by Tom Kaneshige

iPhone 3.0 Slouching Toward the Web

Jun 26, 20094 mins
Consumer ElectronicsMobileSmall and Medium Business

The iPhone 3GS heralds the end of free content and the beginning of pay-per-use services.

“And what rough beast, its hour come round at last, slouches towards Bethlehem to be born?” – The Second Coming, William Butler Yeats

Ah, summer in San Francisco: I’m strolling down Market Street toward the Apple Store a few blocks away to pick up my first ever iPhone. I’d whistle, if I could. Never one to bask in the warm rays of ignorance, I decided to guess at the hit on my credit card: There’s the iPhone plus accessories and taxes, AT&T’s service, MobileMe, and surely a charge for dumping T-Mobile before my contract is up.

Still two blocks away, I fired up my iPod Touch (which I plan to give to a friend) and read a Bloomberg story I’d downloaded yesterday. The story was about the very real possibility that the New York Times will charge mobile readers using an iPhone to access content. Then I recalled a tweet from @Pogue about two new iPhone apps offering turn-by-turn GPS services for $10 a month.

Suddenly, Market Street seemed a whole lot busier.

[ For tech vendors across all sorts of industries and markets, the iPhone has become a market changer overnight, reports CIO. ]

I took a hard left on Second Street and ducked into a Starbucks to clear my head. Apple had sold a million iPhone 3GS units over the weekend. People across the country stood in line for hours to spend $300 during one of the worst economies in recent history. I could almost hear the Apple fan drumbeat heralding the coming of Steve Jobs later this month, when the great visionary returns after undergoing a liver transplant in a Tennessee hospital. And now this iPhone 3GS is shaking up markets around the world.

This was tech history happening right now. I just had to be a part of it, so I double-timed the last two blocks—running smack into the waiting line for the iPhone 3GS. A friendly Apple guy gave me a black umbrella for shade, and a pigeon promptly bombed it. Yet not even a stupid pigeon could dampen my enthusiasm.

We watched in earnest a recurring rite of passage: The Apple salesperson in a light-blue shirt emerging from the Apple store to escort the next customer inside the iPhone 3GS sales area—roped off like some A-list Hollywood restaurant. The salesperson shakes their hand and asks, a little too wryly, “Are you ready?” Like a new parent, the soon-to-be-owner of an iPhone 3GS beams and nods. After waiting nearly two hours in line, I beamed and nodded, too.

There’s no question the iPhone is giving birth to a new way of life on the Web. Eight out of 10 iPhone owners tap the mobile Internet every week, according to a recent Forrester Research survey, while only four out of 10 owners of those other smartphones do the same. The survey also says the iPhone attracts the young, educated and affluent. Moreover, iPhone owners are twice as likely as other mobile users to go online outside of offices and homes—that is, the iPhone and, more importantly, the mobile Web are quickly becoming a fixture of daily life.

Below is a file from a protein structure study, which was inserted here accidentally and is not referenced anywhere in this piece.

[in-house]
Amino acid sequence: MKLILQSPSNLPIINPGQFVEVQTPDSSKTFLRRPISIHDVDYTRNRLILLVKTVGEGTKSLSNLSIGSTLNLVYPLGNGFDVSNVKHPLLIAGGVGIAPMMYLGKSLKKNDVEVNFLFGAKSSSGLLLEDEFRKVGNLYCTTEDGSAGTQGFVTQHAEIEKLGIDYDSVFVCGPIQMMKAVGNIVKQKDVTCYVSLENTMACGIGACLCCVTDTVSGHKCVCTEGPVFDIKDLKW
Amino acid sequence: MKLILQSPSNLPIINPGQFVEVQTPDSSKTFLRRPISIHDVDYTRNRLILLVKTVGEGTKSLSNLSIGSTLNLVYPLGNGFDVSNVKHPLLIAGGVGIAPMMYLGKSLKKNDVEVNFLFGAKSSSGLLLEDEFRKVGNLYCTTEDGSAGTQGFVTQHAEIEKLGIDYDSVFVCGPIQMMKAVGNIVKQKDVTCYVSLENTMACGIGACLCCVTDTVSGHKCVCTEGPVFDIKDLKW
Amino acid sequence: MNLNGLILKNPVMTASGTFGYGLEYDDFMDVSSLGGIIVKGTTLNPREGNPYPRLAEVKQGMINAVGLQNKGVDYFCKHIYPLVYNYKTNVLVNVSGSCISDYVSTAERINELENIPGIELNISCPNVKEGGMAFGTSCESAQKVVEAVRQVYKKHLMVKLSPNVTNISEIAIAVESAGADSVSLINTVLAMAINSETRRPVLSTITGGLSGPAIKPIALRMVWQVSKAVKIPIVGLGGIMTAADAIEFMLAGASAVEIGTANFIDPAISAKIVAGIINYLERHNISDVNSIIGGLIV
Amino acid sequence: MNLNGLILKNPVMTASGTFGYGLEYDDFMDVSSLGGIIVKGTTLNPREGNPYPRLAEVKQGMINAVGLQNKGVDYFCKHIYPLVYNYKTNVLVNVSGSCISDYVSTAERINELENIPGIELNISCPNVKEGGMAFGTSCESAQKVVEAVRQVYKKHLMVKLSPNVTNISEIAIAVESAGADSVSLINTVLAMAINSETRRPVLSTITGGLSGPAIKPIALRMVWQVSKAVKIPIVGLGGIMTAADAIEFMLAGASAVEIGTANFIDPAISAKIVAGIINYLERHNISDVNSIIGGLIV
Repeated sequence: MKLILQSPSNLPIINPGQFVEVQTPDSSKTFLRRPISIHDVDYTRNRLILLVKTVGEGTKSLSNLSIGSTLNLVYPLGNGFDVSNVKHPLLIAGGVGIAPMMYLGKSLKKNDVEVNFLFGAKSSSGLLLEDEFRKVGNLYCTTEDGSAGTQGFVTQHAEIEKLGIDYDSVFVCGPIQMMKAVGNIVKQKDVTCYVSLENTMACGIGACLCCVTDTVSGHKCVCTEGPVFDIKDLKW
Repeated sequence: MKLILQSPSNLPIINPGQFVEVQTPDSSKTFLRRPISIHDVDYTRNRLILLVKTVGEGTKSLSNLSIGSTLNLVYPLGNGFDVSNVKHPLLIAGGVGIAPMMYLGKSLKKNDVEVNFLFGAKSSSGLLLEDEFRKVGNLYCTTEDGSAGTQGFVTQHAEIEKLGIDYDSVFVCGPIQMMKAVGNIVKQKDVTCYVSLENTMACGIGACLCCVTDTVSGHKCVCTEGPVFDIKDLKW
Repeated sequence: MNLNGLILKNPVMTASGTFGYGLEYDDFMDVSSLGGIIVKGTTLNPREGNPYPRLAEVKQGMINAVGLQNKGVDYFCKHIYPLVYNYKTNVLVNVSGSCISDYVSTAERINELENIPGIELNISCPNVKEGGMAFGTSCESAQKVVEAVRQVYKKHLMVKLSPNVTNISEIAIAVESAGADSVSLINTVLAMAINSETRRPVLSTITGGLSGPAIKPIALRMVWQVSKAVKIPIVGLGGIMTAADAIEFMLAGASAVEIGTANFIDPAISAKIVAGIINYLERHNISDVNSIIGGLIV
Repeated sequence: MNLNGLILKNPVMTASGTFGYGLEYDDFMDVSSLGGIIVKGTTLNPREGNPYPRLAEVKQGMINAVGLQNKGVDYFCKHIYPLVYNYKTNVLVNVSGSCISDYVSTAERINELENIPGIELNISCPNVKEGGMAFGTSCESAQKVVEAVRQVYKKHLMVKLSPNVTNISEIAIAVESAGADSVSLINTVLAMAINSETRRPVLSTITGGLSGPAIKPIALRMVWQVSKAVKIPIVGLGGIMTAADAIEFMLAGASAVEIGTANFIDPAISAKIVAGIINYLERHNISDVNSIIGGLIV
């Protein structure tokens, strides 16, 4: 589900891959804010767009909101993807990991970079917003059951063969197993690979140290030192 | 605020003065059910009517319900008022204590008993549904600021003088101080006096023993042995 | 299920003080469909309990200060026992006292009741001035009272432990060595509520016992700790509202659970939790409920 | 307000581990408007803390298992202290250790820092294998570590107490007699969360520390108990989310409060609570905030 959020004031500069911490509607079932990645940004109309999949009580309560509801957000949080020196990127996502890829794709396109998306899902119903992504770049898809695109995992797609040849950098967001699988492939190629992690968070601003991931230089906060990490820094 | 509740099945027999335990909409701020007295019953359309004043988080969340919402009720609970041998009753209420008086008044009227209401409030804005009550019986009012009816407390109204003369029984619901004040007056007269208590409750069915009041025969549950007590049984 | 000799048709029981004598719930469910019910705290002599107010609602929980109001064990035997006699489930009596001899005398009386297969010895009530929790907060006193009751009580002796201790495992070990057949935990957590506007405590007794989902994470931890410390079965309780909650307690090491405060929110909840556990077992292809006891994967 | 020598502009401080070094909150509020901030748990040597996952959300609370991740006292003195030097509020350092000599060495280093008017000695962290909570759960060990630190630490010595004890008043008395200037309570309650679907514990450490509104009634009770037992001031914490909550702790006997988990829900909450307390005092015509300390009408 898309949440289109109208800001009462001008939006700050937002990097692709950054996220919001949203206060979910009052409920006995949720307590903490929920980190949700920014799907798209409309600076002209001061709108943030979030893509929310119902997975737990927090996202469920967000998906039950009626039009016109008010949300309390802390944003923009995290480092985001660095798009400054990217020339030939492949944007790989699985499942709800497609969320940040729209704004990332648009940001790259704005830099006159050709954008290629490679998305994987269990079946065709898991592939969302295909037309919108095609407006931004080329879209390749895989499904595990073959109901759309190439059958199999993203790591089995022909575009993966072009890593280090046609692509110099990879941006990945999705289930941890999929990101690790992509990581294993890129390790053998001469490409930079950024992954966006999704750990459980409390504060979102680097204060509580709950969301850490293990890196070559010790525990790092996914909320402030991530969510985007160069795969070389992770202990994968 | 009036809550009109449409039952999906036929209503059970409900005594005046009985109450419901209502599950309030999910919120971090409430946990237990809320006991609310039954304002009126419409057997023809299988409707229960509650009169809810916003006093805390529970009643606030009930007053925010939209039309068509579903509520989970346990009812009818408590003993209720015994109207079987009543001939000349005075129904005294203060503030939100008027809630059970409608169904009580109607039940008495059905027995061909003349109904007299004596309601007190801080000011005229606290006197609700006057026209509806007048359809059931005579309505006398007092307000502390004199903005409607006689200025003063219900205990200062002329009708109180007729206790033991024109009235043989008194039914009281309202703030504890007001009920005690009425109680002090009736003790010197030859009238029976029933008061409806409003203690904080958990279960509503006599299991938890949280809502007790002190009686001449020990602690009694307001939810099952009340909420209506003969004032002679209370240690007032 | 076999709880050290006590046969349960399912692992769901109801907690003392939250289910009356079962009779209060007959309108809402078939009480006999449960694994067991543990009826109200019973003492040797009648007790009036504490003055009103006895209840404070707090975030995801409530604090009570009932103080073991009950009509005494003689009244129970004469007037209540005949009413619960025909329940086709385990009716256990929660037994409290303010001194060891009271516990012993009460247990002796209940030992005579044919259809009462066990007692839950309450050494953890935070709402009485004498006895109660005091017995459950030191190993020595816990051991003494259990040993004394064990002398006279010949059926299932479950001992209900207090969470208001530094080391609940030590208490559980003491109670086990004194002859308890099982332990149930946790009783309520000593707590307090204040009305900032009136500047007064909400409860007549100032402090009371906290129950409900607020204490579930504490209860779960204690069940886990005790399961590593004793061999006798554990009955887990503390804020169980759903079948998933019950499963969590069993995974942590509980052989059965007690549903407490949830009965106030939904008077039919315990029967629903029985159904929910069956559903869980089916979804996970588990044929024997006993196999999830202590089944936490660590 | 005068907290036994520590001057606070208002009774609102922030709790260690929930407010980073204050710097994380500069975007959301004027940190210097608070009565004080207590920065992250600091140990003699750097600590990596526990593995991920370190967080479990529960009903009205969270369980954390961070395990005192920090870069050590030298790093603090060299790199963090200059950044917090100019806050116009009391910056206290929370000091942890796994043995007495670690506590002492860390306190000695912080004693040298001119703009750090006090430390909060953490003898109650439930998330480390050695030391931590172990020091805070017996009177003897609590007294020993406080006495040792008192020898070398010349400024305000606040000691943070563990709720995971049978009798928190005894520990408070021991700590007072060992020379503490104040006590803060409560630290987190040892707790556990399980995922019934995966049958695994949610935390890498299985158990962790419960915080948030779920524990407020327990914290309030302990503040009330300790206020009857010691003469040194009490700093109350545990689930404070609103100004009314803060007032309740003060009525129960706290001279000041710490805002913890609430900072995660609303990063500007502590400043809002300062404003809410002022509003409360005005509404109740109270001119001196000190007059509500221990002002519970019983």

Surely, some revelation is at hand. But what, exactly, is coming?

If you missed the harbinger in March—the beta release of the iPhone OS 3.0 SDK—here is the fateful passage appearing midway in an Apple press release: “Included in these APIs is the ability to leverage the incredible purchase model of the App Store within apps. In-App Purchases will allow developers to offer subscription content and provide the ability to sell new content and features in a simple and secure process.”

For consumers, this fateful passage means no more free lunch. Gartner analyst Ken Dulaney figures publishers will jump on the iPhone’s e-commerce feature. They’re not going to make the same mistake when the Internet first came about, giving away content and services for free. As I write this, Web service providers who know all about selling subscriptions in a recurring revenue business model are ramping up iPhone Apps that will hit our credit cards every month. “We’re heading into the age of micro SaaS,” Dulaney says.

The go-go days of the free Internet are coming to an end, and Market Street is heading toward gridlock. So what are we doing about it? We’re happily standing in line with black umbrellas that block out the summer sunshine and guard against pooping pigeons, and willingly paying hundreds of dollars for an iPhone that will nickel and dime us to death on the Web.

What do you think the iPhone’s impact will be? Send me an email at Or follow me on Twitter @kaneshige. Follow everything from on Twitter @CIOonline.